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Blackpool; the home of ballroom dancing, bright lights and the wildest hen nights around. It’s a place that never seems to lose its energy and individuality, just like the eccentric music of Mr Jack White, who was warmly welcomed back to the Empress Ballroom stage to put more than just a bounce in the floor.
The Empress Ballroom is an extremely special venue for Jack and The White Stripes after being chosen as the perfect place to film their DVD “Under Blackpool Lights” back in 2004, so it’s safe to say there would be lots of nostalgia and fond memories in many fans hearts. This time round though, Jack was stepping onto the stage as a solo artist, with a helping hand from six ghostly looking girls lined up behind, expanding on the familiar sound of the Meg White’s icky thumps. It was definitely going to be interesting to see if he lived up to previous performances after a long wait for new material.
Jack’s explosive new album “Blunderbuss”, focusing on heartbreak and collapsing relationships after his recent divorce, has received phenomenal reviews from all angles of music critique and there was a part of you that knew that even before that first note was played, the performance was going to be electrifying. The clock struck 9 and the light of the elegant chandeliers dimmed and it wasn’t long before the springs in the floor were shaking as the crowd went mental for all the delicious flavours of Jack’s music. From classic White Stripes numbers such as “Hotel Yorba” and “The Same Boy You’ve Always Known” to the gems of his solo album and some creative covers, Jack really proved his ability to work with pretty much any genre and at the same time make it his own. What was particularly surprising about the set was that the majority of songs were actually White Stripes numbers, with solo hits such as “Missing Pieces” and “Love Interruption” slipped in between, which meant that this carefully constructed set list was able to please everyone, no matter whether they’d been a lifelong fan or had recently discovered White’s talents.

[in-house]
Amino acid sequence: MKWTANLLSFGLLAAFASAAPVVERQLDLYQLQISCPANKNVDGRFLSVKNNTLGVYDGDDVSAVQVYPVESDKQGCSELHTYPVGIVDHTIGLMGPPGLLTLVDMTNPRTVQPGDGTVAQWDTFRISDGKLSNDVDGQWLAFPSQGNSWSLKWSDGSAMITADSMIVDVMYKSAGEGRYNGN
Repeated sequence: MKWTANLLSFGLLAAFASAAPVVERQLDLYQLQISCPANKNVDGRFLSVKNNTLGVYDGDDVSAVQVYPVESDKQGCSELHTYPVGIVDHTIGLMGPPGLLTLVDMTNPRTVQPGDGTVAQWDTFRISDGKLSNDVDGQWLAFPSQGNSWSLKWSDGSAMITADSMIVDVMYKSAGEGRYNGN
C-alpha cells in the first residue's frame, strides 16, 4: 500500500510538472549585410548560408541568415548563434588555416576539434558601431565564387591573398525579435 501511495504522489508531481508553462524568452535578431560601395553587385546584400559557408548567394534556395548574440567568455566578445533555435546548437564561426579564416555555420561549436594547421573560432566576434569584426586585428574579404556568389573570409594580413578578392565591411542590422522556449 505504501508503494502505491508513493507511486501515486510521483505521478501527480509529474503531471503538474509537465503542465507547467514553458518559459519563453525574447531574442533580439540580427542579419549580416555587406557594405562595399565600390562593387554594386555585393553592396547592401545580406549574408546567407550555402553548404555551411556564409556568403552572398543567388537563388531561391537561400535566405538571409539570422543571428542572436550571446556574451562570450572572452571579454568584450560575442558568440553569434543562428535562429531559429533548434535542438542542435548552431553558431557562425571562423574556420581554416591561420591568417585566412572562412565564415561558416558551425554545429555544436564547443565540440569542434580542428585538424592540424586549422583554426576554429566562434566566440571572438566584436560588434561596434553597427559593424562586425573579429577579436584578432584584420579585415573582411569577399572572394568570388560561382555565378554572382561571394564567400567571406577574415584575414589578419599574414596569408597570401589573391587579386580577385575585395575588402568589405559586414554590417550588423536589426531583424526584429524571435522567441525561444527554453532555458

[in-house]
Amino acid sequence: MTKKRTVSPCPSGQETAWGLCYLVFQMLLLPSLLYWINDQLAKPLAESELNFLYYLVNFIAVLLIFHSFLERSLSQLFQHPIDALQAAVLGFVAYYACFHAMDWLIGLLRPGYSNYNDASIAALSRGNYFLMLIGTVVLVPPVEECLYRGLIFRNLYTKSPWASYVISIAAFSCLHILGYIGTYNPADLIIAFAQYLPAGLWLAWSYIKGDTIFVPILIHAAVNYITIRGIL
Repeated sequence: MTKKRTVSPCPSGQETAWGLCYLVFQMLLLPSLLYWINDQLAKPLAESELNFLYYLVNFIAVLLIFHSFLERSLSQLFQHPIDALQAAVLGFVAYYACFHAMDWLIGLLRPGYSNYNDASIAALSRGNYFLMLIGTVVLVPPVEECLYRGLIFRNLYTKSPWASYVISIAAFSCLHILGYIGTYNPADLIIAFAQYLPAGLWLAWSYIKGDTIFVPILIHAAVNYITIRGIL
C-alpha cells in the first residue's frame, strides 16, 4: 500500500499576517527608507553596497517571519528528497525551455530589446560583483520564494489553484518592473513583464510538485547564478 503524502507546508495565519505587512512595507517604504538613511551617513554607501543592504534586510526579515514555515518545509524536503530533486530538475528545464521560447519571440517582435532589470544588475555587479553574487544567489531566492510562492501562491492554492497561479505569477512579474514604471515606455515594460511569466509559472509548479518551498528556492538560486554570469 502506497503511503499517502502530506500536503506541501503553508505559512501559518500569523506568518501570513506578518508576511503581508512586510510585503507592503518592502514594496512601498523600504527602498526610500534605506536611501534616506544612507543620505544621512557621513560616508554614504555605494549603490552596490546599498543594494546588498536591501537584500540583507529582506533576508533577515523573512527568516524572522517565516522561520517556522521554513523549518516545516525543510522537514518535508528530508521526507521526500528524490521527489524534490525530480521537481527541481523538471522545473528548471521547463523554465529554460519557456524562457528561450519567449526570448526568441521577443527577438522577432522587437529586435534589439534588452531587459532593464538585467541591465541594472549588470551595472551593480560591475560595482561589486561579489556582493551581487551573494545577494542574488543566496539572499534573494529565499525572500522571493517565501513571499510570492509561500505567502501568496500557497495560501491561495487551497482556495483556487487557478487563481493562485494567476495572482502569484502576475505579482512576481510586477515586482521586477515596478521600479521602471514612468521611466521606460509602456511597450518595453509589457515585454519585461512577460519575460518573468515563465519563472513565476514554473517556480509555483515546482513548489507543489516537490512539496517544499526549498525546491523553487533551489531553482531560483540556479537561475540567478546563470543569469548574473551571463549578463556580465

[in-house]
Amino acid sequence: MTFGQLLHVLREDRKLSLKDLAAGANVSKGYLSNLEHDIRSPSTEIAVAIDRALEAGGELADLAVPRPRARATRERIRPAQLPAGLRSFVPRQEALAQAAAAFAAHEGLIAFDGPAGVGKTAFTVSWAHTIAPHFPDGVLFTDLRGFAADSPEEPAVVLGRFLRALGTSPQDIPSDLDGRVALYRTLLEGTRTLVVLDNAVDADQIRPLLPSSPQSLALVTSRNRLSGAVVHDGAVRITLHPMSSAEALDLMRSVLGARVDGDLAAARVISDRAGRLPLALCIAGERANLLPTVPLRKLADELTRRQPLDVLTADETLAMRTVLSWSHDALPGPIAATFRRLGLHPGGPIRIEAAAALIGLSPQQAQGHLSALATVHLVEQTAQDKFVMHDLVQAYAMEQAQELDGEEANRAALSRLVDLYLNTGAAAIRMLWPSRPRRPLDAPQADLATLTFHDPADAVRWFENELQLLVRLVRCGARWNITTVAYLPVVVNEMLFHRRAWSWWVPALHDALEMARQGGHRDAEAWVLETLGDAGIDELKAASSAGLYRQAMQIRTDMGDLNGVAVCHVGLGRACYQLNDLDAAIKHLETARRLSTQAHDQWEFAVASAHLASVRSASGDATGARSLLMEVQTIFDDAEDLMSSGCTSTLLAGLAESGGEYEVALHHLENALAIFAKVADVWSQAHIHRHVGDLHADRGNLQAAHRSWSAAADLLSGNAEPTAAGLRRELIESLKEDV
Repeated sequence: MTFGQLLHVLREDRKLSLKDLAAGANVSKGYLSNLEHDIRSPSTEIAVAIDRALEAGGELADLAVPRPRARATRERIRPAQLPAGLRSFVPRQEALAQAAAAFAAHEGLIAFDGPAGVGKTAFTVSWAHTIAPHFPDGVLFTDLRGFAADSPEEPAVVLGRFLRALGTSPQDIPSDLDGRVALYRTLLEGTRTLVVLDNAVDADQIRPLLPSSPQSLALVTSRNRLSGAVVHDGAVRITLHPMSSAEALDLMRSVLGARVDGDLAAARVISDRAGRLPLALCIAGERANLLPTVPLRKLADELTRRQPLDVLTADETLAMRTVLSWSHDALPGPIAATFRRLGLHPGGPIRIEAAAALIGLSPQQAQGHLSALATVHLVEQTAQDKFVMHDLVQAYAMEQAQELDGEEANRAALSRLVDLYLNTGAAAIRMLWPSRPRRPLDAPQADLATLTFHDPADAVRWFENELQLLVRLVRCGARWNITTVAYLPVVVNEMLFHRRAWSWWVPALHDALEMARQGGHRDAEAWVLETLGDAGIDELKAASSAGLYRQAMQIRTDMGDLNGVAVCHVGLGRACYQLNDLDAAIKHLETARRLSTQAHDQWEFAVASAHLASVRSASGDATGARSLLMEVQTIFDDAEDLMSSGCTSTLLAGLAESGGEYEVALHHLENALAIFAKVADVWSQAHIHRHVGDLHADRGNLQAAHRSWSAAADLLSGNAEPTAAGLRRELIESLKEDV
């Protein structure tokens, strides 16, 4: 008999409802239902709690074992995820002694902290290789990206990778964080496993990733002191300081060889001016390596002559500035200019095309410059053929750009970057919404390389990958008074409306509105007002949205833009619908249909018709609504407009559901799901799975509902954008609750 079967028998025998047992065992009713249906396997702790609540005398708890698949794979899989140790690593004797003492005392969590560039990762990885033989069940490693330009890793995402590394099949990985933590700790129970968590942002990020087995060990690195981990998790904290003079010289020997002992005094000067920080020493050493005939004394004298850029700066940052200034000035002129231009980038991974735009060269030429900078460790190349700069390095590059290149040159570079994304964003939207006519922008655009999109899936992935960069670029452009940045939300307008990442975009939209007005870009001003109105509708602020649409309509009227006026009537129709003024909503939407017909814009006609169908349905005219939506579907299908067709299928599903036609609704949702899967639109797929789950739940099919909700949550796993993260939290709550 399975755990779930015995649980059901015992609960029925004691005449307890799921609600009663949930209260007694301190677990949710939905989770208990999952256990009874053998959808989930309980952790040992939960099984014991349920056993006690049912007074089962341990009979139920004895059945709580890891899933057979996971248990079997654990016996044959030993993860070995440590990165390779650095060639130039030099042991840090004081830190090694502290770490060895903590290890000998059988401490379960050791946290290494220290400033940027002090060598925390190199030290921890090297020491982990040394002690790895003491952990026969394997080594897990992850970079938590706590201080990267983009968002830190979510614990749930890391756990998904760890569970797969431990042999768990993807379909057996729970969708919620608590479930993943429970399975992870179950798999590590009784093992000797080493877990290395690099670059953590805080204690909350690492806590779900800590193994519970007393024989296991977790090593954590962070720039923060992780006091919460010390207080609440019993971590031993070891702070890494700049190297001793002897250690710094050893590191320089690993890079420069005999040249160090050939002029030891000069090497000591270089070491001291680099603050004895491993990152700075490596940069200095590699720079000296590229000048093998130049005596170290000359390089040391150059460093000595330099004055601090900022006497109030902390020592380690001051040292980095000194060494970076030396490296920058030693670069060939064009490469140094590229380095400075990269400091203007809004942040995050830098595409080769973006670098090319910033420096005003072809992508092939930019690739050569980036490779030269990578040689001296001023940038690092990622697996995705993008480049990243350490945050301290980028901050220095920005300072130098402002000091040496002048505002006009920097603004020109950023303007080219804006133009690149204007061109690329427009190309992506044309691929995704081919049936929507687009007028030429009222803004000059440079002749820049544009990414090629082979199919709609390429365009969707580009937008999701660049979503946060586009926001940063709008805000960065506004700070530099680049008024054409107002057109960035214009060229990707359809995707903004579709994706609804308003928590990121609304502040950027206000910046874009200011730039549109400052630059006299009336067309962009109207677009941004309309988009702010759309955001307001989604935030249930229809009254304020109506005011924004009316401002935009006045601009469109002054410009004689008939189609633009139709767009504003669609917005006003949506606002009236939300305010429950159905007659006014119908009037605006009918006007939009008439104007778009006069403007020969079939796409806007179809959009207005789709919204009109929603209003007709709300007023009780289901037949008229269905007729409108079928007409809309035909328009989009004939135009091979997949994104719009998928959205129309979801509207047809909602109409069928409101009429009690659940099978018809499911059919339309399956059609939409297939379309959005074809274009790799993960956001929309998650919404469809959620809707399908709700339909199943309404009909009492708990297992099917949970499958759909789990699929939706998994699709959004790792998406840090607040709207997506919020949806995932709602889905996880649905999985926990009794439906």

As well as a colourful set list though, the intensity and emotion of Jack’s performance meant that fans were constantly on edge as the insecure and experimental sound of his turbulent love life was mixed with an alternative 60s sound and classic White Stripes garage rock in a performance that left us gobsmacked and only wanting more.
White’s encore included the long awaited “Blunderbuss” favourite “Freedom at 21”, which along with “Hypocritical Kiss” spread around that thrilling bitterness that was the real spark behind his new work. A surprise Hank Williams cover again kept everyone on their toes before finishing with the unforgettable sound of “Seven Nation Army” which despite the switching off of the promenade illuminations, undoubtedly re lit the town. With a lack of audience participation aside, this was a brilliant performance from start to finish and with such an intense presence like Jack’s, words are perhaps really not needed; he injects a fever that is truly indescribable.